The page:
[Haskell-cafe] [m..n] question
Richard A. O'Keefe
ok at cs.otago.ac.nz
Sun Sep 21 20:31:02 EDT 2008
Erlang's equivalent of [m..n] is lists:seq(M, N),
which is currently defined to raise an exception when N < M.
In particular, lists:seq(1, N) returns a list of length N
when N > 0, but not when N = 0.
I'm currently arguing that lists:seq(1, 0) should be [],
not an exception. Oddly enough, I'm being beaten over the
head with Haskell, of all things.
In Haskell,
"The sequence enumFromTo e1 e3 is the list [e1,e1+1,e1+2,...e3].
The list is empty if e1 > e3."
It is being claimed that the reason for this is that "exceptions
are problematic" in Hasell, so the Haskell designers went out of
their way to make this function total whether it made sense or not.
I am currently suggesting that it's to keep the specification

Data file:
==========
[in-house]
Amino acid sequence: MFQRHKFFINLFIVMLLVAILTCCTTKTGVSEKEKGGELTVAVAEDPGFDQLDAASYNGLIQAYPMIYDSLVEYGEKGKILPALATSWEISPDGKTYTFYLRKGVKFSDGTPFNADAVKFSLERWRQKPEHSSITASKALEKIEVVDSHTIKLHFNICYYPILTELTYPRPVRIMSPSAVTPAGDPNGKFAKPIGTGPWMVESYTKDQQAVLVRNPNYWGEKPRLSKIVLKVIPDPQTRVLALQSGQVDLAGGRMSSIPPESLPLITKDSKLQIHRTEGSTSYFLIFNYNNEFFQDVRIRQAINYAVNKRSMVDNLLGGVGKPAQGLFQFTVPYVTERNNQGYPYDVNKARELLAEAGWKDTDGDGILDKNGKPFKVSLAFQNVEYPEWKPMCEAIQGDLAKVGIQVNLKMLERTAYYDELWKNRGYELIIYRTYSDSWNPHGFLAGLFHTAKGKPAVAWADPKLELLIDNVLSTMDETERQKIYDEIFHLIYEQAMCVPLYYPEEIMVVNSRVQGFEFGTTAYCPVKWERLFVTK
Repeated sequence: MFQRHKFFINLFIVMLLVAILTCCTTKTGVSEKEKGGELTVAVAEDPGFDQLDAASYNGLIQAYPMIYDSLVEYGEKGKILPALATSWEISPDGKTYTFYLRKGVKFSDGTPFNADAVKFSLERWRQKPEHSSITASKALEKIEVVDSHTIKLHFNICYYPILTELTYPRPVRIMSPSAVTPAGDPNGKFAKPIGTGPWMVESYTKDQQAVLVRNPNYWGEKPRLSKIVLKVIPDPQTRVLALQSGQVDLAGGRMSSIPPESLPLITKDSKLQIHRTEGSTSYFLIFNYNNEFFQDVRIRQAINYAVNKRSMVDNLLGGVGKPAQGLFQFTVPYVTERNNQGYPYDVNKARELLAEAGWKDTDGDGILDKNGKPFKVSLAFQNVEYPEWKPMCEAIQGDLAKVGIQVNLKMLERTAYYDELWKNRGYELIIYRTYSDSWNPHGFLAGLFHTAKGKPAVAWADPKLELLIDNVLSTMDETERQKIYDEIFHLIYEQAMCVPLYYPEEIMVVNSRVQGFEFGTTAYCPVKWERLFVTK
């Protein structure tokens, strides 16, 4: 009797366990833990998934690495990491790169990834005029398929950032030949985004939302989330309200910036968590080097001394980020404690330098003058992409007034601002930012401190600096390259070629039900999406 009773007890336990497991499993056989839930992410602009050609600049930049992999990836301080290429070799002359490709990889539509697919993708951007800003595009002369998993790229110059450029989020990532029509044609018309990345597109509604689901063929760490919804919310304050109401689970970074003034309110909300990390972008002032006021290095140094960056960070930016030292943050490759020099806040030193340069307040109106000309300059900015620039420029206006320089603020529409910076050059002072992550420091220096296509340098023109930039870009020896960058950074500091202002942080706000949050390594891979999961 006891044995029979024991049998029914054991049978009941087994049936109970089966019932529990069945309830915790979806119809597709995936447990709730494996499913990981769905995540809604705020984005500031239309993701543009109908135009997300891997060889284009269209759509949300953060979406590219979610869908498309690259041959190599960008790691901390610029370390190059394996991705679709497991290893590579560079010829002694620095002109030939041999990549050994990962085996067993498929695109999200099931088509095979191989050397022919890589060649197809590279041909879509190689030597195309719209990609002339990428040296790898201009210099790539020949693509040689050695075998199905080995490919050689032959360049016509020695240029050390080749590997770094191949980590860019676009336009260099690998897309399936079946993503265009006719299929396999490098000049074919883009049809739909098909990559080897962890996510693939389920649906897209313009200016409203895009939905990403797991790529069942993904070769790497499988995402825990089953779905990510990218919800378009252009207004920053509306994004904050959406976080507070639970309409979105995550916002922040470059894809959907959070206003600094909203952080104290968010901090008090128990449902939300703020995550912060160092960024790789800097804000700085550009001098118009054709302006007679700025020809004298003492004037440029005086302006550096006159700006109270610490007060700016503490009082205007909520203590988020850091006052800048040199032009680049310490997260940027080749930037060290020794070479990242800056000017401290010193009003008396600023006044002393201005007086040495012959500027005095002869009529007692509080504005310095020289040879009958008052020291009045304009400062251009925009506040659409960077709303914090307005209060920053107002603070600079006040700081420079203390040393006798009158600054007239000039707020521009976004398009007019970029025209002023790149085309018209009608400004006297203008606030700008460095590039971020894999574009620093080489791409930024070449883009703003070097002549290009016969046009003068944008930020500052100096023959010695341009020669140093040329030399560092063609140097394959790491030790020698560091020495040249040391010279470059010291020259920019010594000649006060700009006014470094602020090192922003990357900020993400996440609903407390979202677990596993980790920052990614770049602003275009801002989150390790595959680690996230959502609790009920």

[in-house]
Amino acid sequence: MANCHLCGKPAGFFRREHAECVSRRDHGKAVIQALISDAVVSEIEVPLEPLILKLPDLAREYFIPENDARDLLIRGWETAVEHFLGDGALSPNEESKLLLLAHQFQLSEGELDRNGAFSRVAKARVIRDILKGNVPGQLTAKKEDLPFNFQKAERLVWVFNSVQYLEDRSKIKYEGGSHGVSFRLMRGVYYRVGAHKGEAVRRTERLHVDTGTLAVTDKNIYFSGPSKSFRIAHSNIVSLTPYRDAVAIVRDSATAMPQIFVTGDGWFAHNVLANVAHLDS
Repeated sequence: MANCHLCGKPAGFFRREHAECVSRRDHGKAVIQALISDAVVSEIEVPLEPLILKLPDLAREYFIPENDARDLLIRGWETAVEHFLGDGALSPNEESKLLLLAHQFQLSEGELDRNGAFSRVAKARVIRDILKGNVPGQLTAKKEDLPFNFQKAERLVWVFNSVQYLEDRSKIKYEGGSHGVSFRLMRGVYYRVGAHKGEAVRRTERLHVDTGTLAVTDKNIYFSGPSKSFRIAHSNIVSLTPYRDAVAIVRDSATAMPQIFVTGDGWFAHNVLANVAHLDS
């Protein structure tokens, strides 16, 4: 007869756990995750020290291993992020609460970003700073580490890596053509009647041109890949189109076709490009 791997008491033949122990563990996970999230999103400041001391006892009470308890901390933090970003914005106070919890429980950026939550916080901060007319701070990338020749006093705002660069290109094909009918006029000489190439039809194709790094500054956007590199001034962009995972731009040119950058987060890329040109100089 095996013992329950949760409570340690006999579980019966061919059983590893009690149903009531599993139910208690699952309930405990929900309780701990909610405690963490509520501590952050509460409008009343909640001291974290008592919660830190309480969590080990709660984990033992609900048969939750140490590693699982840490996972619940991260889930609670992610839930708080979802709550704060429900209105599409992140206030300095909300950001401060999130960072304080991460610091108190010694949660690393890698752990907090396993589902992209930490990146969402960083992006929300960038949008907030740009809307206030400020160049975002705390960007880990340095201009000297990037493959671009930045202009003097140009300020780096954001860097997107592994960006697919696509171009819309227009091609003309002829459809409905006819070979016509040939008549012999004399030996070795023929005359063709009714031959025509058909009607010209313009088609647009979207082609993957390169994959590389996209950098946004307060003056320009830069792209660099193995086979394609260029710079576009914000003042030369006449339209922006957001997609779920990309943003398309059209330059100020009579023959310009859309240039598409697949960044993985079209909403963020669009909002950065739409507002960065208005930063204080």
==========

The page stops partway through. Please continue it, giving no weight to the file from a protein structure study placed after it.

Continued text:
(for integers) simple:
"[m..n] is the set of integers x such that m<=x<=n,
listed in ascending order".
There's also the nice equivalence between
[m..n] and takeWhile (<= n) [m..].
Unfortunately, no such "abstract" characterisation of [m..n] is
mentioned in the report, and the takeWhile connection is
inferred from numericEnumFromTo.
Does anyone remember why the definition of enumFromTo is the way it is?
--
If stupidity were a crime, who'd 'scape hanging?
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